Researchers are looking for people to pitch in tracking gulls
On the South Coast, Environment Canada is asking for help tracking glaucous-winged gulls.
are grey and white seagulls found abundantly along the Salish Sea coastline. Scientists have tagged over 180 of them with coloured leg bands to better understand how the birds are faring and are asking anyone who spots a gull that has been tagged to report back.
“We want to get a better idea of their survival rates, which, of course, is a key demographic trait that determines how healthy the populations are,” said Environment Canada research scientist Mark Hipfner, speaking Monday to On The Island.
Hipfner said a tagged gull will have many different coloured bands on it and the exact combination is important for researchers.
The best way to help, he said, is to snap a picture of the accessorized bird and send that, along with the date and location of the sighting to this link, so researchers can then compile and study the submitted data.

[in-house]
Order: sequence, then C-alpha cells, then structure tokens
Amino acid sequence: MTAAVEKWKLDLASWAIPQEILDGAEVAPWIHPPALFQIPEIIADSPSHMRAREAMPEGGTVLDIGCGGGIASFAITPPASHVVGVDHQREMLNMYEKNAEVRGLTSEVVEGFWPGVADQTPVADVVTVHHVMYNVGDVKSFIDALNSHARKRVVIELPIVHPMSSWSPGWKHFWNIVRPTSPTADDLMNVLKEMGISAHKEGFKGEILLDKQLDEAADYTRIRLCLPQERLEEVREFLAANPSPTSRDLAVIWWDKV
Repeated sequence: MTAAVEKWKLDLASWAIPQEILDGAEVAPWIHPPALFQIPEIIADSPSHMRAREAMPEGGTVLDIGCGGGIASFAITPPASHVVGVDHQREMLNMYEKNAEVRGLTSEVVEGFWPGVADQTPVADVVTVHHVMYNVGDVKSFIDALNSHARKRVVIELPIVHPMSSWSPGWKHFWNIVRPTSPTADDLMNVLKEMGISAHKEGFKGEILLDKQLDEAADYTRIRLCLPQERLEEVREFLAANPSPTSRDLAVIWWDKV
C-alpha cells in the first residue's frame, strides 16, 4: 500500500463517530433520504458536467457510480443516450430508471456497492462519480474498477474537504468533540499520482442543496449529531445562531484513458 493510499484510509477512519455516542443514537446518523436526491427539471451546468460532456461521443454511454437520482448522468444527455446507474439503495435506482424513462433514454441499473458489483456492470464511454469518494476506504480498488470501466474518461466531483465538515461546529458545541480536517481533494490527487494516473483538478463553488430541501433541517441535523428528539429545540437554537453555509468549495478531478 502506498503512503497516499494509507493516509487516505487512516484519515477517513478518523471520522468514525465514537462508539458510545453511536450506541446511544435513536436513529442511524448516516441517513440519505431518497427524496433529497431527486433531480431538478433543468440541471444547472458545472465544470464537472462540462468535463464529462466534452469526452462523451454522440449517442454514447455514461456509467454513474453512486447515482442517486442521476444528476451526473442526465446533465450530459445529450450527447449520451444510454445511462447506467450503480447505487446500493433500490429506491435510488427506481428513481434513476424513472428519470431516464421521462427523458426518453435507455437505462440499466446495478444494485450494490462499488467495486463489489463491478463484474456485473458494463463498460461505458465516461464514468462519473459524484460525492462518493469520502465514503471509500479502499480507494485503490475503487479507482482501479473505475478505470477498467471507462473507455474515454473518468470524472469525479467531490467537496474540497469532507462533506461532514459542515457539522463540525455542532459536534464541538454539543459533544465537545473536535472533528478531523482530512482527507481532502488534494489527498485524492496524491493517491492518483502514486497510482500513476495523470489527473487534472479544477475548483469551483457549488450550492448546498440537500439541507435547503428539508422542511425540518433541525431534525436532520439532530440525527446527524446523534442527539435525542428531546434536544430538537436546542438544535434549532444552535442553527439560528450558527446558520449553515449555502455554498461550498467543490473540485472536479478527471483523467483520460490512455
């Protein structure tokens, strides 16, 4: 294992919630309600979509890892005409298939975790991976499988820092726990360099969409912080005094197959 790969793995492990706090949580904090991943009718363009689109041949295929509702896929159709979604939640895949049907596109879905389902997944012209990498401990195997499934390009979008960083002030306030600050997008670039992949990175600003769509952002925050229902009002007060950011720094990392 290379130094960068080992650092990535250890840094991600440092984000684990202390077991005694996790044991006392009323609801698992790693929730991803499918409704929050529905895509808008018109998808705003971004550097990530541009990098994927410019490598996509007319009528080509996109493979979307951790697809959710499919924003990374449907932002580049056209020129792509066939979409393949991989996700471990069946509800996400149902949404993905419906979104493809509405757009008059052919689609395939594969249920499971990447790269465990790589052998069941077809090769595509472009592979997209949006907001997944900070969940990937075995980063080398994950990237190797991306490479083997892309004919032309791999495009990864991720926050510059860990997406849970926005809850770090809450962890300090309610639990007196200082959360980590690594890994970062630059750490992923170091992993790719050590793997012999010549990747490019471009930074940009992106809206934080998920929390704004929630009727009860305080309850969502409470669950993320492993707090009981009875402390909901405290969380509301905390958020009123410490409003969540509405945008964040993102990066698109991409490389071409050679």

Hipfner said gull health can be an indicator of human health because their habitat and diets — gulls eat seafood — have some overlap.
When scientists were baiting the birds to catch and tag them in the first place, there was also some snack food overlap.
“We tried a range of natural foods, things like salmon scraps, but we actually found that the most effective bait was Cheezies,” said Hipfner with a chuckle.
He said Birds Canada is compiling the data for the Committee on the Status of Endangered Wildlife, which is an independent advisory panel to the Minister of Environment and Climate Change Canada.
Interested volunteers can contact Birds Canada online and the non-profit will provide route information and other details. The Birds Canada B.C. office can also be reached toll free at 1-877-349-2473.